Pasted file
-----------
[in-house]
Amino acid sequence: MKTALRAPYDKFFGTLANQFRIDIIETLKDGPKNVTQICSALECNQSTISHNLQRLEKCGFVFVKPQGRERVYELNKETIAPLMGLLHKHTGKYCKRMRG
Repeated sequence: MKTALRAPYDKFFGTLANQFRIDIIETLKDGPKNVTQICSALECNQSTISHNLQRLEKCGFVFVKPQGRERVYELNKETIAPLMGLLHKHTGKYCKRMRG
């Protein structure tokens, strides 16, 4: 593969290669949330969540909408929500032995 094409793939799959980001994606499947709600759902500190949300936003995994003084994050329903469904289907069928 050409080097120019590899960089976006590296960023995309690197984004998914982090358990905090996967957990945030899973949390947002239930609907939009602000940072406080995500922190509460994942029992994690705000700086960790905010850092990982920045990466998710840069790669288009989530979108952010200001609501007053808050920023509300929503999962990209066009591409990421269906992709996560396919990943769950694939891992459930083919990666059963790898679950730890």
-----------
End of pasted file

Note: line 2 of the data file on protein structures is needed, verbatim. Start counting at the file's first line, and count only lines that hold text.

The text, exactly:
Amino acid sequence: MKTALRAPYDKFFGTLANQFRIDIIETLKDGPKNVTQICSALECNQSTISHNLQRLEKCGFVFVKPQGRERVYELNKETIAPLMGLLHKHTGKYCKRMRG